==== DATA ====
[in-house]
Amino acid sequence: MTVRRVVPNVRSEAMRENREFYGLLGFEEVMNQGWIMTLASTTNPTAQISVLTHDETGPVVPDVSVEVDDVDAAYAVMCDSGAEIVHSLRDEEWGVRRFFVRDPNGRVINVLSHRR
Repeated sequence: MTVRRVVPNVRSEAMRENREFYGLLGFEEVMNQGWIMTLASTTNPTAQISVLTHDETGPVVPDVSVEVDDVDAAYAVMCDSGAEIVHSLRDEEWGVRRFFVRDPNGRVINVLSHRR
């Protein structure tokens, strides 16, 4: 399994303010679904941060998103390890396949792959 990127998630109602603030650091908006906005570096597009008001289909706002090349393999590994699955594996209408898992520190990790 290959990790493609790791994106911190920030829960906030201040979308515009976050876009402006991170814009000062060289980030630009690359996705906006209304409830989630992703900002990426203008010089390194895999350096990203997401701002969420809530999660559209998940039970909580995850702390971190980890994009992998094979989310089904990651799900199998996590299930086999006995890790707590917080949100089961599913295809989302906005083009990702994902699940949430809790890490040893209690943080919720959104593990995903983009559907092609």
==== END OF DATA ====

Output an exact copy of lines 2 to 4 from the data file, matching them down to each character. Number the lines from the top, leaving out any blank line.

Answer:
Amino acid sequence: MTVRRVVPNVRSEAMRENREFYGLLGFEEVMNQGWIMTLASTTNPTAQISVLTHDETGPVVPDVSVEVDDVDAAYAVMCDSGAEIVHSLRDEEWGVRRFFVRDPNGRVINVLSHRR
Repeated sequence: MTVRRVVPNVRSEAMRENREFYGLLGFEEVMNQGWIMTLASTTNPTAQISVLTHDETGPVVPDVSVEVDDVDAAYAVMCDSGAEIVHSLRDEEWGVRRFFVRDPNGRVINVLSHRR
């Protein structure tokens, strides 16, 4: 399994303010679904941060998103390890396949792959 990127998630109602603030650091908006906005570096597009008001289909706002090349393999590994699955594996209408898992520190990790 290959990790493609790791994106911190920030829960906030201040979308515009976050876009402006991170814009000062060289980030630009690359996705906006209304409830989630992703900002990426203008010089390194895999350096990203997401701002969420809530999660559209998940039970909580995850702390971190980890994009992998094979989310089904990651799900199998996590299930086999006995890790707590917080949100089961599913295809989302906005083009990702994902699940949430809790890490040893209690943080919720959104593990995903983009559907092609």